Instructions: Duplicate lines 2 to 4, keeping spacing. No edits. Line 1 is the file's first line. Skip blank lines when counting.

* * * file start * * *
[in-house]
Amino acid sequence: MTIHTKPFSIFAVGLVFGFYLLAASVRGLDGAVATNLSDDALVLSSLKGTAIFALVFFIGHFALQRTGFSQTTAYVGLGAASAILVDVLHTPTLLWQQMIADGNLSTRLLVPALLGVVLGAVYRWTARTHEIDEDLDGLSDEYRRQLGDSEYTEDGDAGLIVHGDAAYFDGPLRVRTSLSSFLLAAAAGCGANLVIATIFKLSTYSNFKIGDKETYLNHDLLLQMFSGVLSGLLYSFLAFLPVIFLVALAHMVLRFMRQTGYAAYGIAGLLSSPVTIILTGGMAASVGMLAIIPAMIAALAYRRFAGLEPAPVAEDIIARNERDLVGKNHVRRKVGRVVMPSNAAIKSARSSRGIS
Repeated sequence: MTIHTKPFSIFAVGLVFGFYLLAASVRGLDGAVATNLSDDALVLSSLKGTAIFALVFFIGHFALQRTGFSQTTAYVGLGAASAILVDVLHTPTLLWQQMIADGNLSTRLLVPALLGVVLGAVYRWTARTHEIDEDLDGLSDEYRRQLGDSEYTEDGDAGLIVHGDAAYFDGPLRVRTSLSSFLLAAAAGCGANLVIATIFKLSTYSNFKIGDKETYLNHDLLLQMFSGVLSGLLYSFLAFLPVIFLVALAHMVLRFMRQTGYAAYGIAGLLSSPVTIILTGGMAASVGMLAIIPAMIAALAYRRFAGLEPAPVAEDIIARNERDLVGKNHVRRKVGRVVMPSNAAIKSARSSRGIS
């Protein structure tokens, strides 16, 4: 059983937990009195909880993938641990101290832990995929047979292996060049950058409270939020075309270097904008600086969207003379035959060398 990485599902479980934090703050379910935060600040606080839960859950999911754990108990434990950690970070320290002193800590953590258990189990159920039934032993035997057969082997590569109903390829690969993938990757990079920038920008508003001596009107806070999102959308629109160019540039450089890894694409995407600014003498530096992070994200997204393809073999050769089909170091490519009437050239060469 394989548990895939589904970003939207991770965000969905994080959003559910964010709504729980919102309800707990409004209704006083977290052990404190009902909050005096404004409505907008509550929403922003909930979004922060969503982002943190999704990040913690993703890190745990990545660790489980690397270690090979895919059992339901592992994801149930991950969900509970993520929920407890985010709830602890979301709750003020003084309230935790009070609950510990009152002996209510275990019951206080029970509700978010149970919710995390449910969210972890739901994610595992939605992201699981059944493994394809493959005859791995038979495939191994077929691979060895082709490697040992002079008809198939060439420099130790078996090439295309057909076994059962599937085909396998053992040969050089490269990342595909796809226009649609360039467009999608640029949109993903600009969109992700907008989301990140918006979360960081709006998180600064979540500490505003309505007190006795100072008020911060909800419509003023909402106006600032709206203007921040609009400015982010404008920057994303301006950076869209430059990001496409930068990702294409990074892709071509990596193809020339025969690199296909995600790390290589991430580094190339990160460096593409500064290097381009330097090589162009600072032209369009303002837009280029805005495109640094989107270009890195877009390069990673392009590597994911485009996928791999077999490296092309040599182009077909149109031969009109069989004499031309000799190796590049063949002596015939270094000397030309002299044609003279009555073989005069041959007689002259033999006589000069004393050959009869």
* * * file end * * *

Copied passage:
Amino acid sequence: MTIHTKPFSIFAVGLVFGFYLLAASVRGLDGAVATNLSDDALVLSSLKGTAIFALVFFIGHFALQRTGFSQTTAYVGLGAASAILVDVLHTPTLLWQQMIADGNLSTRLLVPALLGVVLGAVYRWTARTHEIDEDLDGLSDEYRRQLGDSEYTEDGDAGLIVHGDAAYFDGPLRVRTSLSSFLLAAAAGCGANLVIATIFKLSTYSNFKIGDKETYLNHDLLLQMFSGVLSGLLYSFLAFLPVIFLVALAHMVLRFMRQTGYAAYGIAGLLSSPVTIILTGGMAASVGMLAIIPAMIAALAYRRFAGLEPAPVAEDIIARNERDLVGKNHVRRKVGRVVMPSNAAIKSARSSRGIS
Repeated sequence: MTIHTKPFSIFAVGLVFGFYLLAASVRGLDGAVATNLSDDALVLSSLKGTAIFALVFFIGHFALQRTGFSQTTAYVGLGAASAILVDVLHTPTLLWQQMIADGNLSTRLLVPALLGVVLGAVYRWTARTHEIDEDLDGLSDEYRRQLGDSEYTEDGDAGLIVHGDAAYFDGPLRVRTSLSSFLLAAAAGCGANLVIATIFKLSTYSNFKIGDKETYLNHDLLLQMFSGVLSGLLYSFLAFLPVIFLVALAHMVLRFMRQTGYAAYGIAGLLSSPVTIILTGGMAASVGMLAIIPAMIAALAYRRFAGLEPAPVAEDIIARNERDLVGKNHVRRKVGRVVMPSNAAIKSARSSRGIS
């Protein structure tokens, strides 16, 4: 059983937990009195909880993938641990101290832990995929047979292996060049950058409270939020075309270097904008600086969207003379035959060398 990485599902479980934090703050379910935060600040606080839960859950999911754990108990434990950690970070320290002193800590953590258990189990159920039934032993035997057969082997590569109903390829690969993938990757990079920038920008508003001596009107806070999102959308629109160019540039450089890894694409995407600014003498530096992070994200997204393809073999050769089909170091490519009437050239060469 394989548990895939589904970003939207991770965000969905994080959003559910964010709504729980919102309800707990409004209704006083977290052990404190009902909050005096404004409505907008509550929403922003909930979004922060969503982002943190999704990040913690993703890190745990990545660790489980690397270690090979895919059992339901592992994801149930991950969900509970993520929920407890985010709830602890979301709750003020003084309230935790009070609950510990009152002996209510275990019951206080029970509700978010149970919710995390449910969210972890739901994610595992939605992201699981059944493994394809493959005859791995038979495939191994077929691979060895082709490697040992002079008809198939060439420099130790078996090439295309057909076994059962599937085909396998053992040969050089490269990342595909796809226009649609360039467009999608640029949109993903600009969109992700907008989301990140918006979360960081709006998180600064979540500490505003309505007190006795100072008020911060909800419509003023909402106006600032709206203007921040609009400015982010404008920057994303301006950076869209430059990001496409930068990702294409990074892709071509990596193809020339025969690199296909995600790390290589991430580094190339990160460096593409500064290097381009330097090589162009600072032209369009303002837009280029805005495109640094989107270009890195877009390069990673392009590597994911485009996928791999077999490296092309040599182009077909149109031969009109069989004499031309000799190796590049063949002596015939270094000397030309002299044609003279009555073989005069041959007689002259033999006589000069004393050959009869």